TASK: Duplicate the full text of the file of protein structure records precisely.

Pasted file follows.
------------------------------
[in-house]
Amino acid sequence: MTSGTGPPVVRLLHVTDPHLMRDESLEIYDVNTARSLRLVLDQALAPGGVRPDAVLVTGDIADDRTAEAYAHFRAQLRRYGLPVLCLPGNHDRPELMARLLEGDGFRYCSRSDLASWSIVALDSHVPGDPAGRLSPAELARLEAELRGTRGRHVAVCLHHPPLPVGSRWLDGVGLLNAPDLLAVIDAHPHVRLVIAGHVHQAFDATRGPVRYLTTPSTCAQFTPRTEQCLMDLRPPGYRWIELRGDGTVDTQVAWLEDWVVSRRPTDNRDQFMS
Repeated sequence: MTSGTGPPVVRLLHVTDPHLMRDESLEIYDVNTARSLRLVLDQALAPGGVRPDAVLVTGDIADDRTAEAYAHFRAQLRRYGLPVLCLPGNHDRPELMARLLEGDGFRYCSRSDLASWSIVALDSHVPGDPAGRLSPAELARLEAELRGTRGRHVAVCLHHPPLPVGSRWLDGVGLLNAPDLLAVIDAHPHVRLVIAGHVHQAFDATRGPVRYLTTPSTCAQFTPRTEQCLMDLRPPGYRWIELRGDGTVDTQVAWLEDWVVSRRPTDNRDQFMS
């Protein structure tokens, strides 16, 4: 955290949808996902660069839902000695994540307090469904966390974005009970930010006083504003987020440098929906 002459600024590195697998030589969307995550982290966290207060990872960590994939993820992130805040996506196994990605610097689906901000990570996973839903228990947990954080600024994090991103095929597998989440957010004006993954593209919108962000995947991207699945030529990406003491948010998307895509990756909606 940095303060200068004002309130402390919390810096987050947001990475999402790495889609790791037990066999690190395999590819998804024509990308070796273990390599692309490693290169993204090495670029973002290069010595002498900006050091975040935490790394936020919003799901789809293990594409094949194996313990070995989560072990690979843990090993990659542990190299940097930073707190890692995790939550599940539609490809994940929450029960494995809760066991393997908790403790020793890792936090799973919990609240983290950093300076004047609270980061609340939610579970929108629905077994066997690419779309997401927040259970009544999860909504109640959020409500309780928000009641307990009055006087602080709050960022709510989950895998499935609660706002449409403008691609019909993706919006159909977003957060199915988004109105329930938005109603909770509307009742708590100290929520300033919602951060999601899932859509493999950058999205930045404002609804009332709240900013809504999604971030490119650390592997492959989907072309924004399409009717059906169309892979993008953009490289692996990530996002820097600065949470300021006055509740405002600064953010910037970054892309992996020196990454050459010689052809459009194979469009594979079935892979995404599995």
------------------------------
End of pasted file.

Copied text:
[in-house]
Amino acid sequence: MTSGTGPPVVRLLHVTDPHLMRDESLEIYDVNTARSLRLVLDQALAPGGVRPDAVLVTGDIADDRTAEAYAHFRAQLRRYGLPVLCLPGNHDRPELMARLLEGDGFRYCSRSDLASWSIVALDSHVPGDPAGRLSPAELARLEAELRGTRGRHVAVCLHHPPLPVGSRWLDGVGLLNAPDLLAVIDAHPHVRLVIAGHVHQAFDATRGPVRYLTTPSTCAQFTPRTEQCLMDLRPPGYRWIELRGDGTVDTQVAWLEDWVVSRRPTDNRDQFMS
Repeated sequence: MTSGTGPPVVRLLHVTDPHLMRDESLEIYDVNTARSLRLVLDQALAPGGVRPDAVLVTGDIADDRTAEAYAHFRAQLRRYGLPVLCLPGNHDRPELMARLLEGDGFRYCSRSDLASWSIVALDSHVPGDPAGRLSPAELARLEAELRGTRGRHVAVCLHHPPLPVGSRWLDGVGLLNAPDLLAVIDAHPHVRLVIAGHVHQAFDATRGPVRYLTTPSTCAQFTPRTEQCLMDLRPPGYRWIELRGDGTVDTQVAWLEDWVVSRRPTDNRDQFMS
């Protein structure tokens, strides 16, 4: 955290949808996902660069839902000695994540307090469904966390974005009970930010006083504003987020440098929906 002459600024590195697998030589969307995550982290966290207060990872960590994939993820992130805040996506196994990605610097689906901000990570996973839903228990947990954080600024994090991103095929597998989440957010004006993954593209919108962000995947991207699945030529990406003491948010998307895509990756909606 940095303060200068004002309130402390919390810096987050947001990475999402790495889609790791037990066999690190395999590819998804024509990308070796273990390599692309490693290169993204090495670029973002290069010595002498900006050091975040935490790394936020919003799901789809293990594409094949194996313990070995989560072990690979843990090993990659542990190299940097930073707190890692995790939550599940539609490809994940929450029960494995809760066991393997908790403790020793890792936090799973919990609240983290950093300076004047609270980061609340939610579970929108629905077994066997690419779309997401927040259970009544999860909504109640959020409500309780928000009641307990009055006087602080709050960022709510989950895998499935609660706002449409403008691609019909993706919006159909977003957060199915988004109105329930938005109603909770509307009742708590100290929520300033919602951060999601899932859509493999950058999205930045404002609804009332709240900013809504999604971030490119650390592997492959989907072309924004399409009717059906169309892979993008953009490289692996990530996002820097600065949470300021006055509740405002600064953010910037970054892309992996020196990454050459010689052809459009194979469009594979079935892979995404599995």